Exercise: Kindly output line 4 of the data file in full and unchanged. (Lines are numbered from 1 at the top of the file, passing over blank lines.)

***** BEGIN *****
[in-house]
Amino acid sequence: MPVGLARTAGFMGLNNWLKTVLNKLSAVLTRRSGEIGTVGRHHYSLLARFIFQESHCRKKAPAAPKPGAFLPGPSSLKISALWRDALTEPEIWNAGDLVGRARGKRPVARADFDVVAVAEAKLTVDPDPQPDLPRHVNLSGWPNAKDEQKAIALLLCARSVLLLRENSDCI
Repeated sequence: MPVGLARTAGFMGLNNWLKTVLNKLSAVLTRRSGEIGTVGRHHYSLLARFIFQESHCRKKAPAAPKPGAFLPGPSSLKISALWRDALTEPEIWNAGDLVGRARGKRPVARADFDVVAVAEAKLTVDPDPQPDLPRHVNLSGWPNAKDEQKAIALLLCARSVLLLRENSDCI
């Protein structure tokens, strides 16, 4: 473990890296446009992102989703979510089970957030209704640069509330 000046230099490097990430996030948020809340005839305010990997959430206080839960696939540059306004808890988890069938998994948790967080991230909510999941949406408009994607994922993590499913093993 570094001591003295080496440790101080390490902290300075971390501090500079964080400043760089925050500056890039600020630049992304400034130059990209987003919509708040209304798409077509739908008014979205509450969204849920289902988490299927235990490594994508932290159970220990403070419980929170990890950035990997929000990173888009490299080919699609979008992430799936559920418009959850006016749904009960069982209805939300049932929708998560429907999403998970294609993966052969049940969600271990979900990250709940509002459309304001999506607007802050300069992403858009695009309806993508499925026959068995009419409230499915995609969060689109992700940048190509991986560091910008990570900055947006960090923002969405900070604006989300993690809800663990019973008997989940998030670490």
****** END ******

């Protein structure tokens, strides 16, 4: 473990890296446009992102989703979510089970957030209704640069509330 000046230099490097990430996030948020809340005839305010990997959430206080839960696939540059306004808890988890069938998994948790967080991230909510999941949406408009994607994922993590499913093993 570094001591003295080496440790101080390490902290300075971390501090500079964080400043760089925050500056890039600020630049992304400034130059990209987003919509708040209304798409077509739908008014979205509450969204849920289902988490299927235990490594994508932290159970220990403070419980929170990890950035990997929000990173888009490299080919699609979008992430799936559920418009959850006016749904009960069982209805939300049932929708998560429907999403998970294609993966052969049940969600271990979900990250709940509002459309304001999506607007802050300069992403858009695009309806993508499925026959068995009419409230499915995609969060689109992700940048190509991986560091910008990570900055947006960090923002969405900070604006989300993690809800663990019973008997989940998030670490």